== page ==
United Nations Security Council Resolution 1680

United Nations Security Council Resolution 1680, adopted on May 17, 2006, after recalling previous resolutions on Lebanon, including 425 (1978), 426 (1978), 520 (1982), 1559 (2004) and 1655 (2005), the Council strongly encouraged Syria to respond positively to Lebanon's request to delineate borders and establish diplomatic relations, with the purpose of asserting Lebanon's sovereignty, territorial integrity and political independence.[1]

UN Security Council
Resolution 1680
Syria Lebanon Locator.PNG
Lebanon (green) and Syria (red)
Date17 May 2006
Meeting no.5,440
CodeS/RES/1680 (Document)
SubjectThe situation in the Middle East
Voting summary
  • 13 voted for
  • None voted against
  • 2 abstained
Security Council composition
Permanent members
Non-permanent members
← 1679 Lists of resolutions 1681 →

The resolution, co-sponsored by France, the United Kingdom and the United States, was adopted by a vote of 13 in favour, none against, and two abstentions from China and Russia; both countries believed the resolution constituted interference in the diplomatic relations between Lebanon and Syria.[2]


On April 18, 2006, the Secretary-General Kofi Annan transmitted his third semi-annual report on the implementation of Resolution 1559, adopted on September 2, 2004. Resolution 1559 called for "the withdrawal of all remaining foreign forces from Lebanon; the disbanding and disarmament of all Lebanese and non-Lebanese militias; the extension of the control of the Lebanese Government over all Lebanese territory; and strict respect of the sovereignty, territorial integrity, unity, and political independence of Lebanon under the sole and exclusive authority of the Lebanese Government throughout Lebanon."

The Secretary-General's report stated that many of the provisions listed in Resolution 1559, the 1989 Taif Agreement, and the lack of political stability, that Lebanon was still in a fragile and vulnerable state.[3] This led to the adoption of the supporting resolution, 1680.



The Security Council began by reiterating its support for the territorial integrity, sovereignty and political independence of Lebanon within its internationally recognised borders. Furthermore, it noted that positive progress made through national dialogue, though regretted that some provisions of Resolution 1559 had not yet been fully implemented, namely the disbanding and disarming of Lebanese and non-Lebanese militias, the extension of the control of the Lebanese government over all its territory, the strict respect of the sovereignty, territorial integrity, unity and political independence of Lebanon, and free and fair presidential elections conducted according to the Lebanese constitutional rules, without foreign interference.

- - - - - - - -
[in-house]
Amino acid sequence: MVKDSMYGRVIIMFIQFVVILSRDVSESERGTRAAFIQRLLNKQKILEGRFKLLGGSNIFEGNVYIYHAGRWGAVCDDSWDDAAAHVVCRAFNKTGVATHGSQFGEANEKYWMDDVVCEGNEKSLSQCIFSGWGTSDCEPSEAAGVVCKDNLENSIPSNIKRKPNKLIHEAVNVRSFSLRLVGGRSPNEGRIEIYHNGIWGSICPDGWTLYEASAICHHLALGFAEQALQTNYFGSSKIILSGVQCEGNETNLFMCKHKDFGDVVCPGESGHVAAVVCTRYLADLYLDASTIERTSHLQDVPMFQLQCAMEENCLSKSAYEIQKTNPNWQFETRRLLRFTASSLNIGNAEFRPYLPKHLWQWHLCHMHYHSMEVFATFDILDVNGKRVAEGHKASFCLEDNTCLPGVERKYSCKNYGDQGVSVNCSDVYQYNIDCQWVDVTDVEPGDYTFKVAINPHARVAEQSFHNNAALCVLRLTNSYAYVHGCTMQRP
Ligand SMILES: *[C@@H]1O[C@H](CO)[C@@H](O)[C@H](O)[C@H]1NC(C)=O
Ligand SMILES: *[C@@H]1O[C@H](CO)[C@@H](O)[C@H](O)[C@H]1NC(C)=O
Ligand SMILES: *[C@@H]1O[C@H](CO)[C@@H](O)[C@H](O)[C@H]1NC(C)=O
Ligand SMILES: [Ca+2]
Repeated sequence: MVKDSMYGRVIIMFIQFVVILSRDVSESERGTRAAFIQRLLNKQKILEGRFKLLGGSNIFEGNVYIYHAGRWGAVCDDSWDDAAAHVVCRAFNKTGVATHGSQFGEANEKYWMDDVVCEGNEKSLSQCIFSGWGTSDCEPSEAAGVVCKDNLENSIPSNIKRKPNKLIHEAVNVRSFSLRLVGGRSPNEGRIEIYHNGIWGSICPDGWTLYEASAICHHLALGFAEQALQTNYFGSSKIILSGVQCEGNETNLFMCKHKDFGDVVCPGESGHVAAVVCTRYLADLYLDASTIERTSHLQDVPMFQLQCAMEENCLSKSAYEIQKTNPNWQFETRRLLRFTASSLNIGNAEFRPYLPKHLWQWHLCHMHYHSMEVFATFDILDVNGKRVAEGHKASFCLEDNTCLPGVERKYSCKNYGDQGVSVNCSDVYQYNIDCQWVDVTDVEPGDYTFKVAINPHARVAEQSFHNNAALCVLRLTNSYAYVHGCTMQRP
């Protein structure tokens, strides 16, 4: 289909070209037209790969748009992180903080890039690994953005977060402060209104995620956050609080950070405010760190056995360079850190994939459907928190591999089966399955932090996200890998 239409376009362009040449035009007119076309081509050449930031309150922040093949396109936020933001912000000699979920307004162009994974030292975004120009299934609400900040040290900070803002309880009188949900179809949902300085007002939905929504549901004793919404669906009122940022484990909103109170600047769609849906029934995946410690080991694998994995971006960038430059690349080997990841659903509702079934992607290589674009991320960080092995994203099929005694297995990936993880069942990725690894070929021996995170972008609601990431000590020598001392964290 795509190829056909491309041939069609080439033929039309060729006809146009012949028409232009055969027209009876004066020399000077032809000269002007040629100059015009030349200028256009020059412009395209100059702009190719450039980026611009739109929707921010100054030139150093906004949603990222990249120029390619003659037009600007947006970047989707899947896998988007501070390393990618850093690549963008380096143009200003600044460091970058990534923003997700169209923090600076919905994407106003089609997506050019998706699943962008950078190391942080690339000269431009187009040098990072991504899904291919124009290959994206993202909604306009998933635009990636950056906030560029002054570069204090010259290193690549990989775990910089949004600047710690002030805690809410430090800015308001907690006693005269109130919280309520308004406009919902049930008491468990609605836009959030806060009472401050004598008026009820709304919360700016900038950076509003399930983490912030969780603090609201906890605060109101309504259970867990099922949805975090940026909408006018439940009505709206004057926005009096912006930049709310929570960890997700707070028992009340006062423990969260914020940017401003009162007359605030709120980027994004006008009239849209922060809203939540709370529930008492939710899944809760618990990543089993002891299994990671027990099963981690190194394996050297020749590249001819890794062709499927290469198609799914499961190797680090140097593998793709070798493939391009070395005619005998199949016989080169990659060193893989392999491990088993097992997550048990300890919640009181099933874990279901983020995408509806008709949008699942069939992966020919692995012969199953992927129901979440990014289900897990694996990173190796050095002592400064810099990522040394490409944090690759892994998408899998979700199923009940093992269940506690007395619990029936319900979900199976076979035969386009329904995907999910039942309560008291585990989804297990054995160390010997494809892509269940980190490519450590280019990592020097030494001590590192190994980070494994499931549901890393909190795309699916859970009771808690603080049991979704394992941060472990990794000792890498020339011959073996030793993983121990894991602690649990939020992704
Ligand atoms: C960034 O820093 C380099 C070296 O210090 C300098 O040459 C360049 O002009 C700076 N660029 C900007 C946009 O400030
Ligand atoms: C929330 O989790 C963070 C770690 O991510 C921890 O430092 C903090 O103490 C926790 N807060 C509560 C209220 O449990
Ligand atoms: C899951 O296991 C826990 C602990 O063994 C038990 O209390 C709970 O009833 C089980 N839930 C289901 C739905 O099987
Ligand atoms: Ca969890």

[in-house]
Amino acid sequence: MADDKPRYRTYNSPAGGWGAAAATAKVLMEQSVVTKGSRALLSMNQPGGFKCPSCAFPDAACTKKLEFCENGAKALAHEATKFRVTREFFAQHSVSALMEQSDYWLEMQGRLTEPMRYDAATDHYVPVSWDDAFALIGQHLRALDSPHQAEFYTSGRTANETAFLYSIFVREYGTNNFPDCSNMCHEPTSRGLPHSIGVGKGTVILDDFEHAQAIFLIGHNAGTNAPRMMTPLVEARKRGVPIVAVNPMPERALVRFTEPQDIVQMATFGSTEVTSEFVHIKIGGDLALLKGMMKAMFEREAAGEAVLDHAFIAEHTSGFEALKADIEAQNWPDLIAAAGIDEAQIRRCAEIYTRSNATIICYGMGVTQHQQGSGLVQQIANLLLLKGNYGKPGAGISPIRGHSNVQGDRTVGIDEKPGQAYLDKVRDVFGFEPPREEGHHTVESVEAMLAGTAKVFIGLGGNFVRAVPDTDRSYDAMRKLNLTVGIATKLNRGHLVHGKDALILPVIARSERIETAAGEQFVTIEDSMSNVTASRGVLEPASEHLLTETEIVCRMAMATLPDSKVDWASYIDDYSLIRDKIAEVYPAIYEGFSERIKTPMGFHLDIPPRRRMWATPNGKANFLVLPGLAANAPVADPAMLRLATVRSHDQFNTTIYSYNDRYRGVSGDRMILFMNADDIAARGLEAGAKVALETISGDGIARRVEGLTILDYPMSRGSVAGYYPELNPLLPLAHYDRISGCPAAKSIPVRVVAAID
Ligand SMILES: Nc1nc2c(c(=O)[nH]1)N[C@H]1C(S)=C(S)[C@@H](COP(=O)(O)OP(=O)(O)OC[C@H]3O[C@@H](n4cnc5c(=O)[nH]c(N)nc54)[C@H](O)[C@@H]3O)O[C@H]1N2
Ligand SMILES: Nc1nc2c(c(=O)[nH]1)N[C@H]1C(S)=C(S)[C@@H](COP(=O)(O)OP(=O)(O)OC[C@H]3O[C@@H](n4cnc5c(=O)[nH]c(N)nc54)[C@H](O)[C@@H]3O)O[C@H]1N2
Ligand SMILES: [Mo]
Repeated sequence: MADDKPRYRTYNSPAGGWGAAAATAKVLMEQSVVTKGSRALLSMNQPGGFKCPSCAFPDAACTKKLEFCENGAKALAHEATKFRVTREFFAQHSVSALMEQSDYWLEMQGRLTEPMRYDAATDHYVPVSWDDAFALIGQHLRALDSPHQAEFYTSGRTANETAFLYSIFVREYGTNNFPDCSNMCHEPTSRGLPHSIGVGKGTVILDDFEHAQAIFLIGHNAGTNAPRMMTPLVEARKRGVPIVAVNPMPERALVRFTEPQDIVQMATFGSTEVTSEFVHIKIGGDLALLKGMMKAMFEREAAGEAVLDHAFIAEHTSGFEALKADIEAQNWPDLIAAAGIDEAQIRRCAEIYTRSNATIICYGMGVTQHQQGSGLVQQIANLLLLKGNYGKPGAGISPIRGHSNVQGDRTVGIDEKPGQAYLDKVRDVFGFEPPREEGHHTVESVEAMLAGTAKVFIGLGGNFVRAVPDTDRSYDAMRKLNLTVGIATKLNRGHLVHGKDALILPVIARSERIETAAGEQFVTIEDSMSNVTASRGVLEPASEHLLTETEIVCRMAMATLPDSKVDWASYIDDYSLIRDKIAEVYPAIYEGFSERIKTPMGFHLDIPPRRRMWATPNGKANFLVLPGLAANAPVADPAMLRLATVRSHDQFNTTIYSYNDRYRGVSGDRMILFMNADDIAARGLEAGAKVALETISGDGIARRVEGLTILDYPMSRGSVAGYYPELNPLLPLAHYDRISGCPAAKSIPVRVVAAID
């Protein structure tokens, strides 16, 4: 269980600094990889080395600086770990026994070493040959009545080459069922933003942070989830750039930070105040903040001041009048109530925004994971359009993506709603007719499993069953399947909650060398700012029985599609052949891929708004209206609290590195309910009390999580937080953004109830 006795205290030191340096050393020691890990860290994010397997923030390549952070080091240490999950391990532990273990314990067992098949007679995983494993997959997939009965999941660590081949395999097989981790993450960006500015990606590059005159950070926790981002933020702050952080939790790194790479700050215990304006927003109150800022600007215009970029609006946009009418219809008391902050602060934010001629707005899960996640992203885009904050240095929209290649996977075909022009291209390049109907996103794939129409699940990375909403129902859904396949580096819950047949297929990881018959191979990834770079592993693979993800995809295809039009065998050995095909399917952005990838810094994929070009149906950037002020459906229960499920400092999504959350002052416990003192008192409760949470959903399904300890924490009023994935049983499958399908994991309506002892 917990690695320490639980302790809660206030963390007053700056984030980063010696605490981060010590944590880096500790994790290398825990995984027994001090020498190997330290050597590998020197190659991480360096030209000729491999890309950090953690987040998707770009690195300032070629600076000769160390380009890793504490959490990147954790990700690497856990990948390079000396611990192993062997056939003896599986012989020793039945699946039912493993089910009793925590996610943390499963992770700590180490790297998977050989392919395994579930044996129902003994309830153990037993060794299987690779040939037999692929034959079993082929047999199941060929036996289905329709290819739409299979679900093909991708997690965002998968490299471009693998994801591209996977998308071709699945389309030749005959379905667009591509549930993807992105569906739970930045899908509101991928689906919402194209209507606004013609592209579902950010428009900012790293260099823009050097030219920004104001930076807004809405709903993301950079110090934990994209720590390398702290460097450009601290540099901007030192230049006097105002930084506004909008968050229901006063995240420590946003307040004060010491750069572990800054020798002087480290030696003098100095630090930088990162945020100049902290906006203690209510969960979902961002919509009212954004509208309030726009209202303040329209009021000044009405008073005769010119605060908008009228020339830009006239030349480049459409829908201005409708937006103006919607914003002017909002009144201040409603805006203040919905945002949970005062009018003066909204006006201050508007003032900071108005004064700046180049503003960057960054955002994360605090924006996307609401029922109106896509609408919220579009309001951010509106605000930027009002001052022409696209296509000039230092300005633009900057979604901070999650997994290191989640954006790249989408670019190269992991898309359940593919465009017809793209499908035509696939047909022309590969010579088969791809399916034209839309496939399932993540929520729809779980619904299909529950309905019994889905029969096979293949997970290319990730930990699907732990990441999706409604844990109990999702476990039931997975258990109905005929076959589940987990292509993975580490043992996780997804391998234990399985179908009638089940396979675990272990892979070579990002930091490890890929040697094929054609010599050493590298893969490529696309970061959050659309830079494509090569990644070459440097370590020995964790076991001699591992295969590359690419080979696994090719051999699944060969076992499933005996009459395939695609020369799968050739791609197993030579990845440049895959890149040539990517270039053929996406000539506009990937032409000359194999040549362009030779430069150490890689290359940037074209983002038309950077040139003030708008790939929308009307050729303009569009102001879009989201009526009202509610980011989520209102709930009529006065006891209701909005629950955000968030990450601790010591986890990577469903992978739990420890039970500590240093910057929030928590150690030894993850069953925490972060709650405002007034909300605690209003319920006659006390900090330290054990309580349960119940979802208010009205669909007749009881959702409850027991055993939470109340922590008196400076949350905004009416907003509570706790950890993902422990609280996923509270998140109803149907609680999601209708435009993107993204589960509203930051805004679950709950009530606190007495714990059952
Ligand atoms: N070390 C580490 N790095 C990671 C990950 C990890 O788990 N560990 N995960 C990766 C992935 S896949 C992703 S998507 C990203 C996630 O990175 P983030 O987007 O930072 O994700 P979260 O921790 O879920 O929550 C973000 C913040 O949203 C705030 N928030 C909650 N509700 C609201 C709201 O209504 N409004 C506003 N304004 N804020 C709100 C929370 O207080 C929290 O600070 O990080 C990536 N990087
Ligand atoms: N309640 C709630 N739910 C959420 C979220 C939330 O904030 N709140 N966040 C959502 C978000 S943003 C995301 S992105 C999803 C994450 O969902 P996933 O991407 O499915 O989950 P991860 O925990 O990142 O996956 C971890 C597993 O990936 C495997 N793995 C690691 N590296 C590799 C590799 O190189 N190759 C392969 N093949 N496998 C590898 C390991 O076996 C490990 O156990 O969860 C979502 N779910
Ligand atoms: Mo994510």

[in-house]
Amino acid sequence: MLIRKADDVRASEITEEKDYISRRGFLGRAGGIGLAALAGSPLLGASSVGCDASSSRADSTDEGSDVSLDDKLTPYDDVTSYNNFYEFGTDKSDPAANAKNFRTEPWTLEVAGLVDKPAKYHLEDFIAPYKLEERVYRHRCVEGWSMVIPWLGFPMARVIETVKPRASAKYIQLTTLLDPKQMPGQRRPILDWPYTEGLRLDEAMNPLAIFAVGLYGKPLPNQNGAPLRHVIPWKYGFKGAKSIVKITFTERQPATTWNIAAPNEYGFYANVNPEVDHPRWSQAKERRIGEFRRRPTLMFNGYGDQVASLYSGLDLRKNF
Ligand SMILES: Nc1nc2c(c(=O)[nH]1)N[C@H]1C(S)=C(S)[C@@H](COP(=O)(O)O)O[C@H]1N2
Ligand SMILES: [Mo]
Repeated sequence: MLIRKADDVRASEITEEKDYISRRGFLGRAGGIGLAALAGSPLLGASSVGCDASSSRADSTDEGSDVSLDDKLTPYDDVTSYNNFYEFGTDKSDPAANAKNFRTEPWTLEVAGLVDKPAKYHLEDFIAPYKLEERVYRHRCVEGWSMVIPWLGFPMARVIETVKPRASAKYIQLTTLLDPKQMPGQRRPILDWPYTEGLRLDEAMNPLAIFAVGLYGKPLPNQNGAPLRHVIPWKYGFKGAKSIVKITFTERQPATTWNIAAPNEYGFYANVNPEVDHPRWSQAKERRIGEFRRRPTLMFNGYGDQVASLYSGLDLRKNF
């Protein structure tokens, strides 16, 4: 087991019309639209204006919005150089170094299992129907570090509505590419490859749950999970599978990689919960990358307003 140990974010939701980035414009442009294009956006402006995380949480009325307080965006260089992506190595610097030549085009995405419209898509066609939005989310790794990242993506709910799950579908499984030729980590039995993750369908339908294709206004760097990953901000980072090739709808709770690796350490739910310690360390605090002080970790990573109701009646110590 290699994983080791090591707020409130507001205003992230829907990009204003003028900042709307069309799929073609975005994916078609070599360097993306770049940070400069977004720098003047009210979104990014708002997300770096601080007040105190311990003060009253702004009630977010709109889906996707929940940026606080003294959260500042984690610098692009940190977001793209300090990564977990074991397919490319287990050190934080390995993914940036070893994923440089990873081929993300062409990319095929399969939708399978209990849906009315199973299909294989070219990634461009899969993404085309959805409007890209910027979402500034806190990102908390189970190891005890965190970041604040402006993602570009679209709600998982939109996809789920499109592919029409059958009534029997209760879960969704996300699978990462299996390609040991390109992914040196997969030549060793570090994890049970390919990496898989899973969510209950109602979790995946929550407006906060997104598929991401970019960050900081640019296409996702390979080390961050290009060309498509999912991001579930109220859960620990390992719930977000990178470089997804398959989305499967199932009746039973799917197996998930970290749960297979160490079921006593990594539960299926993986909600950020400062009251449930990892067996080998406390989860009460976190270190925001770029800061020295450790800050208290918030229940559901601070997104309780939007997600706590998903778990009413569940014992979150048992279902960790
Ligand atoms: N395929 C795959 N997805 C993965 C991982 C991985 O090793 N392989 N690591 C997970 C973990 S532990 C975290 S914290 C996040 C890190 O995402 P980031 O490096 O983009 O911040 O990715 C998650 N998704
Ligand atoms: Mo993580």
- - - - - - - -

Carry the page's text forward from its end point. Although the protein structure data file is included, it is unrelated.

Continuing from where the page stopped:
The text of the resolution expressed concern that the Secretary-General reported a movement of arms into Lebanese territory for militias over the past six months. It expressed full support for the national dialogue and commended all Lebanese parties for their conduct.


The Security Council called for the full implementation of Resolution 1559, calling on all states and parties to co-operate full with the Lebanese government, Security Council and Secretary-General. It encouraged the Syrian government to respond positively to the request made Lebanon to delineate their common border (particularly in disputed areas), while noting that such measures would constitute a step towards improving relations between the two countries as well as asserting Lebanon's independence, which in turn would contribute positively to the stability in the region.[4]

The resolution praised Lebanon for undertaking measures against the movements of arms and militia into Lebanese territory and called on Syria to adopt similar measures.[5] Finally, it welcomed the decision of the Lebanese national dialogue to disarm Palestinian militias outside refugee camps within six months.

See alsoEdit


  1. ^ "Security Council strongly encourages Syria to respond to Lebanon's request to delineate border, establish diplomatic relations". United Nations. 17 May 2006.
  2. ^ "UN presses for Syria-Lebanon ties". BBC News. 17 May 2006.
  3. ^ Annan, Kofi (19 April 2006). "Third semi-annual report of the Secretary-General to the Security Council on the implementation of Security Council resolution 1559 (2004)". United Nations.
  4. ^ Korany, Bahgat; Dessouki, Ali E. Hillal (2010). The Foreign Policies of Arab States: The Challenge of Globalization. Cairo: American University in Cairo Press. p. 289. ISBN 978-977-416-360-9.
  5. ^ Hatoum, Leila (18 May 2006). "Security Council warns Damascus to make up with Beirut". The Daily Star (Lebanon).

External linksEdit